Pinwheel Play: Sew Time
We're going to go for it and we're going to play, so don't be afraid to take off on any tangents let go of all of the fear that we're holding on to and we talked about earlier and remember, whatever you're doing doesn't have to be anything other than the block you're making at this time. All right, so let's, have fun. All right, so one of the things I thought I would play with, well, everybody is playing here as I'm going to do that idea that I suggested when I said improv didn't work for me. I got a whole bunch of pink scraps here, I'm going to sew them together, and if you've already seen my other class with creative live on improv, then you got an idea of where I'm going with this. If you haven't, then feel free to look it up so you can join along as we're improv ing our way through this, I'm just going to cut a whole bunch of scraps in different pieces, give myself some different sizes to play with got some little ones I have some longer ones and it's all the fabrics that I've been...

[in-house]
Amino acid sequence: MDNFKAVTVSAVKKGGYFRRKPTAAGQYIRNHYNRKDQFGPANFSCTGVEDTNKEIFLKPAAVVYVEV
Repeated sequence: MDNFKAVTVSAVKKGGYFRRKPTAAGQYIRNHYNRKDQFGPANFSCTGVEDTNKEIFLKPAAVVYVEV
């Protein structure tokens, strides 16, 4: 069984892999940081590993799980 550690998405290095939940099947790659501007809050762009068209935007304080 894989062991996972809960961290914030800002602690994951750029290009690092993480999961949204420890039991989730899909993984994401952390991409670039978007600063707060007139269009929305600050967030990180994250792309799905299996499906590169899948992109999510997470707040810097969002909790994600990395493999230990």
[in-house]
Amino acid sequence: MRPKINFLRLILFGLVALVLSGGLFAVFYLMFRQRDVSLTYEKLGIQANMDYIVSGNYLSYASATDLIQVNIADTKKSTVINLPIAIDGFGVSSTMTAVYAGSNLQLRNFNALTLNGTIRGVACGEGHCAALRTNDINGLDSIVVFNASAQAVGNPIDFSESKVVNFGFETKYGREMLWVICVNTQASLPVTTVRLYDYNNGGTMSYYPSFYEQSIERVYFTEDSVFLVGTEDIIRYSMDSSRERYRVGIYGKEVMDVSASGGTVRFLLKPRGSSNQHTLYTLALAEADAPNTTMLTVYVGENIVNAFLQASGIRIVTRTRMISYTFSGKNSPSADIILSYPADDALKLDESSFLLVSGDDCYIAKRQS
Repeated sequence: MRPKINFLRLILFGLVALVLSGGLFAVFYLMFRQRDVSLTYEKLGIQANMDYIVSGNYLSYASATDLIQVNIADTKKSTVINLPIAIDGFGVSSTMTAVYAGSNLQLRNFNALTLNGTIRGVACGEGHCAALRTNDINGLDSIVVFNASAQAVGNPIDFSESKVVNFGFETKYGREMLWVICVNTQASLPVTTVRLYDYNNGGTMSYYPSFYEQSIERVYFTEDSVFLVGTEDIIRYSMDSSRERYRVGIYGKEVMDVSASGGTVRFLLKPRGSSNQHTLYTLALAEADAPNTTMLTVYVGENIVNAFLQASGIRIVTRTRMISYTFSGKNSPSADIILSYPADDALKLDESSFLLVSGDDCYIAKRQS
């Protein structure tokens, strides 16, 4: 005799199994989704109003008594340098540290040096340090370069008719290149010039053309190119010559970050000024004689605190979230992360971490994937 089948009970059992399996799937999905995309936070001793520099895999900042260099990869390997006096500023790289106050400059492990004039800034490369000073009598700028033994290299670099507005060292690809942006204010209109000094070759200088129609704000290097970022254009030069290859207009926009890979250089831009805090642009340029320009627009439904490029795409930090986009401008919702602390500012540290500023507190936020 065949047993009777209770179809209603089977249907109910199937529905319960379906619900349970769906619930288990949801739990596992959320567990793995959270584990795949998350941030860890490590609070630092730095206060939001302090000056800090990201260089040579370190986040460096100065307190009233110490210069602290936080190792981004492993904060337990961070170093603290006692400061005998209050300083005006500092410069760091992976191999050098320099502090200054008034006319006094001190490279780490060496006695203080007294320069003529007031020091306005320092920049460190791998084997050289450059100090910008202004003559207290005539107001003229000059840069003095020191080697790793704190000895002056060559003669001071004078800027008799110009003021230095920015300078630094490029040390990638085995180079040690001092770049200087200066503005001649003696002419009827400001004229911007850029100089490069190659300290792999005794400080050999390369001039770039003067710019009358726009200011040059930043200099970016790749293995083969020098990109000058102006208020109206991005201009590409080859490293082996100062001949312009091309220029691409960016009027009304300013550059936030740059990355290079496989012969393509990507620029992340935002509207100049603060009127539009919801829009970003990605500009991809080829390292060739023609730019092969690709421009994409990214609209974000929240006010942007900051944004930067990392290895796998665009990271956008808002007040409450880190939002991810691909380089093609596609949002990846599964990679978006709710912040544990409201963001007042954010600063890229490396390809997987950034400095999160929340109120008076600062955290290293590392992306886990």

using all along. I have some of these triangles here, that's the one that I stretched out when I was showing you guys. The bias stuff so I'm going to cut it back to a relative square and then I have these smaller triangles I have these smaller triangles to maybe there'll be something as well but for now I'm just going to grab all this fabric and see where we go with it so let me just so a bunch of it together and we'll turn it into a block you guys can follow along with me here and as the students in the class we've got for amazing quilters here in the class today and as they so we're going to share their blocks as we go part of what I want you to see at home is too see how we do this right what are people stop process for making these blocks where were they thinking they might go did it work did it not work what did they enjoy? What didn't they enjoy so from an improv perspective you're getting a little tiny lesson I am literally just going to so scraps of fabric together um and then cut it apart again so I'm making fabric from my fabric and as I said you can catch my other class on improv from here to there to get the basic techniques for doing this for now let's just still a bunch of stuff together and see what happens I'm open for the exploration because I'm here to play rates there's the first round of things in here I have to say, for those of you who are either around children, whether you work with them are you have ground children or your own they're definitely the ones that have inspired this class clearly is we were talking about earlier and that sense of play that we get from them and just that pure sense of adventure that they have, but I really have to give credit to my children for making me the quilter that I am because while I quilted before I had children, I have been quilting for a number of years. It wasn't until I had my oldest who was going to be nine shortly and she's amazingly smart and funny girl, but when I was pregnant with her at a very rough pregnancy, you're getting a personal story here but I had a very rough pregnancy, which meant I was on bed rest, which meant I had a lot of time to sit and do not nothing except obsess and think and do the exact opposite of play really when it came down to it, but because I had all of that time, I was forced to think a lot about motherhood and what I wanted and I happened to watch a show which I will read not name was not a show I watched frequently but let's just say I had my ah ha moment while I was watching the show and but what it made me realize it was this episode where women were showing were complaining about their daughters and my daughter has all these hang ups and they were usually physical hang ups, right? Like, I don't know why she's obsessed with having a perfect nose or why she thinks she's fat and everything like that, but then secret camera footage showed the mother doing the exact same thing ls and the mother was completely oblivious to the fact that she had done this and so I was watching this and it like literally one of the few times I've seen that show, you know, in years and I happened to catch it and it really struck me because I thought, wow, like they really do see everything and I didn't have kids yet, so I wasn't really clueing into that fat and I didn't know if I was having a boy or girl, but I remember saying at that time I said no matter what, they'll never see me complain about the way I look and it was just that moment and that thought that got me thinking, but what it also got me thinking about was they'll never see me complain about that, but they need to see me as I see me and if I don't see me in a positive light in a true and honest light, then I can't be a good mother right so in other words I had to be is honest with myself to be the best mother that I could and it really wasn't ah ha moment for me and so what that really became for me is that I needed teo fully acknowledge and embrace the creative part of me it was something I'd always had a kid and then we get older and we stopped writing the stories we stopped designing barbie clothes we stop playing right? We think no, we have toe d math and chemistry and go to university and we have to get jobs and all of that sense is gone they're on so I had stopped really being true to myself so when my daughter was born and I had the daughter I renewed that commitment of saying ok, I have to be completely true to myself and she'll never see me complain about my looks but I had to be really, really honest and and be true and doing that meant that I was going to quilt as muchas I actually wanted to not and it wasn't going to be in secret right? Like I would go out in public or I would tell people at work you know? Yeah, I quote that's what I'm doing tonight I'm just going to go home and quell and they think you're weird um they're like ok, you're twenty whatever and your quilting and go for it um so I wasn't going toe hide behind that, but what that did is it opened up for me this whole new world of creativity because I got so excited by what I was doing because I wasn't, you know, put hiding it under the rug and it in my effort to be more true to myself I fully became true to myself quilting then became a compulsion, right? Something that I had to d'oh all the time and it made me feel better and the days that I don't do it, I am a worse mother because I am not as calm and everything and so it means that my kids are in the sewing room with me all the time they have. I have made this first quilt sunday morning or first books or sunday morning quells I made half quotes probably with the child on my lap, right? I wrote most of it in the early morning hours while they were still in sleep. I wouldn't even get out of bed so that they wouldn't here, but I was up and and and then I would you know I would so during the day I could I can write to the soundtrack of pbs kids it's entirely, but they were so much a part of it so that when it came time for the second book, these are my daughters on the cover with me my kids are throughout the book right? It was so much so important to me to have them be a part of it because if it wasn't for them I wouldn't be doing this I would still be hiding in the basement not telling anyone that I was much of a quilter and and feeling guilty about something that gave me tremendous pleasure instead I was able to you embrace it and doing so maybe a better quilter it may be someone who gets to do this for a living and it made me a better mother by far absolutely by far a my a better mother for rich so not only am I thanking them for you know, instilling in me a sense of play but in also inspiring me teo be true to myself and and who I want to be so if my kids ever watching thank you thank you so much on they probably will watch they get a big kick out of it but then every time I do something there like does this mean you're famous quilter now on well that's a matter of perspective oh matter perspective I don't care about fame I just want everybody else that I work with and so with and whether that's here in the studio at home to be excited by what they're doing long scenes long seems how are we doing? Are things coming along so you have a plan at least to start with there's. No plan, no plan it's even better because we're playing idea. Yeah, take the ideas, see where it goes. Thank you so much. Take the idea pushed the block up the hill it's a mountain e I don't know what I'm doing but that's ok that's, right that's the point, right? I guess so I've been told it is that's what I said it's about the journey it's not about the exactly, basically, when it comes down to it, if you ever want to hear my gist on quilting is its process, process process. But I'm saying that with my canadian accent not process as this process it's all about the process because we're not concerned with what we're going to end up, right every single one of my creative life classes in this siri's that's what we've learned is, what are the steps we need to take to get us tio potential outcome? But we don't necessarily know the outcome when we start, right? So that's process oriented for sure. So how long have you been quilting for? I know it is doing it for a while, but I haven't actually heard where your inspiration came from I'm a new york built a revenue doing only three years oh wow, and how did you get started? Um why sort of sewing garments eleven long ago? That was because that would be giving away money that's not gonna happen if I tell you that I have to kill you so um so I don't know a few years ago I just thought if you really need to make a quote for someone and give it away he sizing garments to people isn't real fun but looking to quote you could make it and give it away it's right makes people happy it's a neat gap and then you get addicted to it it is an addiction it's completely and I think that's what? You know whether it's whatever your craft is for your hobby it tends to be that way and so that's why I've only ever built in I dabble in making clothes, but I'm not very good at it and I don't do a lot of clothing making, but the reason is because cool things one expensive addicting hobby I don't need more yeah, one of the time exactly I don't need more, so I've never done I always I admire the stuff I look at it and think oh so cool and I wish I could do that and everything, but the truth is I only have time for one expensive and time consuming hobby see, this goes full circle into what made me truly a call uh a quilter, I have taught my daughters how to use sewing machine, so if they want to come and hang out with me or they want to do something with me, I can very easily fit let's go so and then I get to do what I want to dio and there's so hot because we've spent time together. I also bake a lot of cookies for that reason because I was never one to play with dolls I myself is as a kid much I made doll clothes, but I never really played with the dolls, and so I can do that as well. Um now so it's like, well, let's go so let's go bake cookies and then I don't have to get down on the form, play cars, things like that it's not my deal, okay, so I've just sewn some scraps together. I have some different sizes and everything. I don't know what I'm going to do with these let me look at them and see what my options are and this is the little bit I've been playing, cheryl s so as you're making your pinwheels, I noticed that the color schemes tend to stay the same. Is that always the case like you cured choosing different pinks, for example with yours, or are you able to make pinwheels as well but use completely different anything go anything goes I just chose pink because it's not a color crime but pink and gray because it's not a color combination I've done a lot with and my pink been is very overflowing and I didn't no why so that well I must tell you some of those fabrics right it's that element of cutting into a precious fabric why not you know it's just fabric let's see where it is and you know for the sake of of learning I thought well let's stick with the same color so we can show variations in the theme so these air the few pieces that I improv together I kinda have three different sizes if I were making a pinwheel we would be cutting squares right of the same size some to see how long I have of fourteen inches by like you know nine nine and a half and I have eight eight and a half here right so I can get a square out of this in a square out of this so that's what I'm going to d'oh and I'm going to cut them eight and a half inches because that's you know the width of my ruler and I'm lazy so well I make my life any more difficult than it needs to be warmer playing because that's when I can consistently cut I'm gonna cut an eight and a half inch square out of this but again I will fully admit vanessa too that the reason I also have all the pinks and the grays and almost always the same background fabric because I thought if I did really like these and they ended up together than they all went together right right and I can play and get them all in the same kind of a quilt together so I don't know if I'll do that but I wanted to at least leave the optionality yeah yeah leave leave the door open for that as well so I'm going to cut another eight and a half inch by eight and a half inch square from here and then I'll cut a background and make a pin well like I was doing before and like everybody else wass michelle how are you doing on your first play attempt I've got some little triangles for squares cut out or I should say I just have to press them yeah cute and then I'm just doing some more that are larger oh on and see where that my end up me too I like that spirits okay so I need a background fabric so I'm gonna grab a gray nikki can you pass me any one of those top grace note the light or any one of them fine thanks all right so let's see what happens when I do this I'm going toc I had improvised all that piece saying now I've given myself some order and I'm going to put a block together just like all the other blocks impress that a little bit before I cut it there's some heavy creases in it nikki we never got around to you how long have you been quilting sewing when I was twelve allow and I come from a family of makers so knitters sour seems just I'm the first quarter and I've probably been quoting I don't know couple decades wow way have so much to learn from quilters like you have been doing it for a long time you never stop learning exactly I mean I'm your clearly learning I'm here there's always something else you haven't done yet yeah um color you haven't used to pattern you haven't done so yeah it's never boring and new things they're coming out all the time to range well their their new to you I mean if you go far enough back they've been done before that's true that's a good point but new fabrics yeah changed although I'm I'm working on a on a challenge right now and it's a color the coat the pantone color the year marcella arsala which they're you know, people there aren't fabrics like that but I went back into my stash and actually found a fabric printed nineteen eighty seven that was that was back color that was exactly that yeah, it was on the salvage line yeah I'm sure they didn't hand from my mom when I went through her stuff because it's like a upholstery wait well I usually by colton cotton yeah yeah well at this exact point in time I'm coming up on seventeen years of quilting and I know that because the recipient of my very first quilt got his driver's license so I can I can always know how long it's been by knowing how old my nephew is we're one of my nephews he's my oldest nephew so it's always very different and I think even in that, like I recently did I am not a border but I was cleaning out my garage in the summer um and if you're ever really bored, you can look at my hashtag things I found in my garage on instagram because it was quite entertaining some of the things that I found in my garage um but one of the things two of the things I found which I am fully embarrassed but I've already admitted them so I'm happy to admit them here to everybody and in the creative live audience is I found swaps that I did in nineteen ninety nine when I was a relatively beginner quilter on dso they were round robin so you start with one center and then the next person puts all the way around in the next person goes like that so that men I had two other people's quills in my garage for sixteen years fifteen years I felt so incredibly rude so incredibly rude I completely forgotten that they were in there and I was really lucky because thanks to the internet, which is how I was you know, in a group with these people in the first place but the website that we met on is no longer in existence and and everything but I just googled their names and one of them is a pattern designer she's still quilts and she's a pattern designer, so I was able to contact her through a website you know, since a very apologetic letter she's like don't worry, I forgot about it too, so we're even um and I sent her a picture of equitably said, do you want it back? Because I'll happily send it to you if you're not interested in having it back? Are you okay with all donate it to a charity here? But I was at this point it's not going to make any promises about asked adding my round because that was the sad part I hadn't even put my round on it and it was hiding in the garage I had started it and I remember now I had started it and it didn't work and and so I had put it aside waiting to try to figure out the right thing to do for it and so then I kind of I said I'll send you everything that I did and all the extra fabric and a few extra treats in apology and she took it back and she e mailed me just like I got it it's actually better than I remember it being and so we'll see if she finishes it gone unfortunately, I cannot haven't been able to find the other quilter, so I'm going to try a little bit harder ask around a little bit more she was from minnesota, so if anyone from minnesota is watching, contact me and see if maybe you know this crown, sir, but if not, I will donate the quilt for a charity drive where you can actually donate, quote tops and and get it into somebody's hands now, right? So that there is some appreciation for it. But one of the other things I found in the garage, which was quite interesting was another swap project I did it. So do we all remember why two k when the world was gonna end? Yeah, yeah, so it was in during that time quilters being quilters decided, well, we're going to ignore all of that we're going to swap fabric and so they were y two k swaps going on all over the place where you swapped twenty five charms to two and a half inch squares and you put up, you made eighty packages to send out to eighty other people, and you would get eighty and returns, so in the end, you would have two thousand two and a half inch squares when you put it all together makes an etienne by one hundred inch quilt two and a half inches at the time, and I did this walk, and I was pulling out, I found, so I found all the envelopes, like everything was still in the envelopes. I have the addresses of everybody that sent things, I counted it out, I actually had eighty one packages, so I had extras and said, oh, my god, but we're talking about the age of the fabrics like this is fifteen years ago and it's a whole other world of fabrics. So now I've actually been putting those charms together. I sort of them, and I keep a stack of them by my machines. So every time I'm so it, no matter what I'm doing, whether it's a pinwheel like this improv, something like that. When I get to the end of the scene, I so a pair together and then I so and then and then you know, I'll add a third one, two that's, why I'm assembling it and rose. Right and I go until I have forty in a row and then I put that rose side and grab another stack and do that so in that way because I think to sit and so two thousand two and a half inch squares together like yeah exactly it would be phenomenally boring and not interesting but this way I'm getting assembly without even thinking about it but looking at the fabrics oi yeah some of those fabrics or just you know let's yeah that's a good way to put it but they're also really interesting ones right like I did some of the swaps people came from all over the world right so I had a couple of packages of fabric where it was predominantly australian print which looks really cool and still look really cool right but you could you can see them on in there you could tell who really liked their calico will most of them are calico's to be honest but who really liked you know the browns and who really liked um novelty see prince with tractors and teddy bears man there were a lot of teddy bears at that time and I'm not one to do cute I don't really do cute very very often despite my t shirt today it's not something that I generally dio but it's been fun it's a good lesson in history and I'll finish it on and you know see where we go with it see where we go just like we're seeing where we go with pinwheels today way how are we doing a see things coming together over there you've been quote thank for quite a long time but I have a multi crafter no no, I think I know karen knit sweater she's wearing today and you realise herself very cool how did a waiter or anything like that? Um couple months like about to design it and um private amato net it wow, yeah, I'm very impressed when I look at knitting patterns I feel like it's a foreign language it's just not something that my brain gets ahead around but that may be because I also have a hard time following patterns period so but I'm always impressed very impressed so to design your own too like following and knitting pattern seems phenomenal to me but then to design your own pattern that's amazing absolutely amazing we have to understand garment construction that makes a difference yeah and they have to grade it to sell you have to grade for different body sizes that's just sizing it differently is that what that means? Yeah in the body doesn't change I'm uniformly s o a cz one gains weight you don't necessarily gain height oh that's you know I wish I could actually lose height don't she's that's what they say when you get older you get shorter something else look forwards I don't want to think about that my um when I was younger I was always the biggest kid in class I'm not a short person I don't know if you can tell that but I don't find myself terribly tall but my brother being the mean older brother that isthe knew that I wanted to be taller even taller so he had me convinced that my parents had taken me for a test to see how much space was between my cartilage and that could predict how tall I was going to be oh because he's a doctor now so the fact that he did this like I must have been so so gullible because he was so much older than me that that he got away with it but he had me convinced I was going to be six feet tall I was so excited by this so so excited I'm going to be six feet tall it's gonna be awesome I thought I was going to be a model because of course if you're that tall you're going to be a model you know never minding other factors on whether you're going to be a model and now I wouldn't wish that upon my kids anyways but he had me so convinced so when I stopped growing at the age of fourteen at not quite five what nine I was crushed just crush you told me I would be six feet told yeah, childhood traumas my kids will get mad at me because you know I let them paint in their underwear one day so and shoot it they're not gonna watch that part no don't say that some of your most meaningful quote are like the ones that you made from your kids scrapbooking are I'm just curious to see which one means the most to you and why you know that's a really good question um I think because quilts for me as I said before there's so much process involved for them like I remember the making of the quilt more so than what the final result where it goes or what it is and stuff like that s o there's quills that like I think this one which have shown in some of my other classes here this there is peace in pattern if you haven't seen it before right there is peace in pattern which is kind of like, you know, a good quoting mantra you don't really see it that well that way but you can see it on here this one for me was the first quilt I made in my new studio um it's just session studio it's a room in my basement let's be honest, right? But our basement flooded um quite a number of years ago when it was a really long process for us to get it finished again and my husband you know, amazingly said, we need to get the sewing room down first, and I think that was partially selfish on his part because he was tired of listening to me, so when he was trying to watch tv and we were in the same room because it was a living room dining room combo things so that it was partly that, but he admitted to me later that it was also because he knew that sewing was what made me happy that quilting was what made me happy, so we had lived for many years to get from the flood to getting to that point with seven years and and it was a lot of frustration for me, and, you know, maybe a lesser couple would have divorced, but but we made it through, and so he got it done because he needed he's like you needs a space of rest, you need a place of your own and everything, and this was the first quilt I made in there. I had my design wall was up, and so I had the opportunity to really play with a design wall. The kids would come in and they were cutting fabric, and we're playing red light green light with the sewing machine or they're sitting on my lap, so it just it really kind of represents to me that sort of new phase of creativity because I had this space again on dna new phase for our family because our house completely opened up I could live I'm one of those people I could live in like a super ultra modern a place where like you see a vase and nothing else and it's all white and it's clean well, I need color, but but it would just be clean with no knick knocks or anything like that but I live with three kids and a man and a dog who really don't care to live that way so the fact that I had this brand news space and we weren't on top of each other just kind of all added up so it isn't about this specific quilt or what it says or anything it's about everything that it represents and so I think for me that's what a lot of my quilts are is that meaning the meaningfulness comes in that right now and whatever quote you finish last is usually your favorite right? Because and this is I think where we all have that element to play along the way because you like, try the new technique or a new combination of colors and you've gotten so excited and like, yeah, we're going to do this on dh it's beautiful and it's awesome and then you know you're great and then you either give it away or you move on um but you know, the last one you made is often the most favorite there it would be interesting to ask my family the same question though, because we do have quilts all over the house you know, I probably have about thirty forty quotes just at home because with the books I have to keep them um teo for professional reasons and so we have about thirty or forty quotes roaming around the house have never counted them up, so I'd be curious if my kids have favorites and why right? What what are their favorites? So I don't know I don't know the answer to that yeah, that would be a good question it would seem like they're really involved with what you do, which is really cool yeah, well I I don't think I have a choice right? If I wanted to keep my quilting separate from my family and like I have some friends and I know of cultures that they're like no quilting is mine, right? It's it's for me it's not for anybody else I don't want them involved I don't want I don't want to teach them to so because then I'll have to sew with, um and everything like that we'll fight it that I never said frankly or I wouldn't sleep in order to so I would have to, you know, not sleep eso inviting them in and I thought that when I got the space in my my new sewing room studio space that's what I thought I was like no, this is my space, my refuge from all of you and all of your mess and I will keep it clean and you can't come in well, but if I did that I'd never see them and they'd never see me and so that's no good it was, you know, that's why I had to invite them in it's the same reason that if you've seen the translating inspiration class that they're allowed in my sketchbook, right? I have copies of some of my sketchbooks where they've drawn in it more than I have but that's inspiring to me because being a mother and being a quilter are inextricably linked for me absolutely I know it's not the case for everybody, but for me I wouldn't be the mother I am without quilting and I wouldn't be the quilter that I am without being a mother that's me though what everyone's that way how do you personally feel about coulter's who have kind of taken this craft form and taking him on a business level you know, like selling mass producing on sea and selling them and do you think it leave their quills? Yeah do you think it kind of loses its value in a sense but it's not personal no, I don't think quilting loses its value I think the problem is that a lot of quilters undervalue their work right and so that that creates this perception that you can make you know a quilt the size of that one and sell it for one hundred, one hundred fifty dollars because someone did that on etc and that any quilt that size is therefore worth that we'll know because they haven't valued themselves properly they haven't paid for their time they maybe have paid for their materials and that's all they thought maybe depending on what they've chosen but they haven't paid for their time and they haven't given themselves a fair market value on dh valued the work that they have done and then that hurts other people who actually are trying to sell it that way. There have been a lot of posts online and and controversy about it, but I really do believe that I think it's fine, I don't want to sell my twelve I'd rather give you a quote then sell you one on def I love you all happily give you one if you ask me, write my husband would be very happy for me to give you a quick but but I don't want to sell them that way I think within this industry and within the quoting industry as a whole it's very difficult to make a living ad it doing one thing so either just selling quotes just selling patterns just writing books just teaching it's almost impossible to do just one of those things and make an honest living provide for your family right we can all maybe pay for our time or we can make some money off of a hobby there's different ways to do it but I don't think that you know you can do it anyone when anyone thing and have it all of that way so the same goes for people who are selling quilts there I really hope that they value themselves so that they help the industry as a whole and help themselves because there's no benefit to them other than that they've made the quote but they really need to sell it for you know a fair values so that people understand that it takes a lot of work to do this it takes in a lot of investment of your time of your heart um to do it it's not mindless right now you know so here's what my pinwheel is looking like with the improv pieced fabric right totally just fun right that's what I look like I've mixed all my pinks together it's going to end up at this really odd size because these air eight inches you know so it will be fifteen I guess fifteen and a half inches it won't be too bad in there but it's kind of fun right? It's it's. A different look compared to this, where I've pieced the fabric and stuff like that.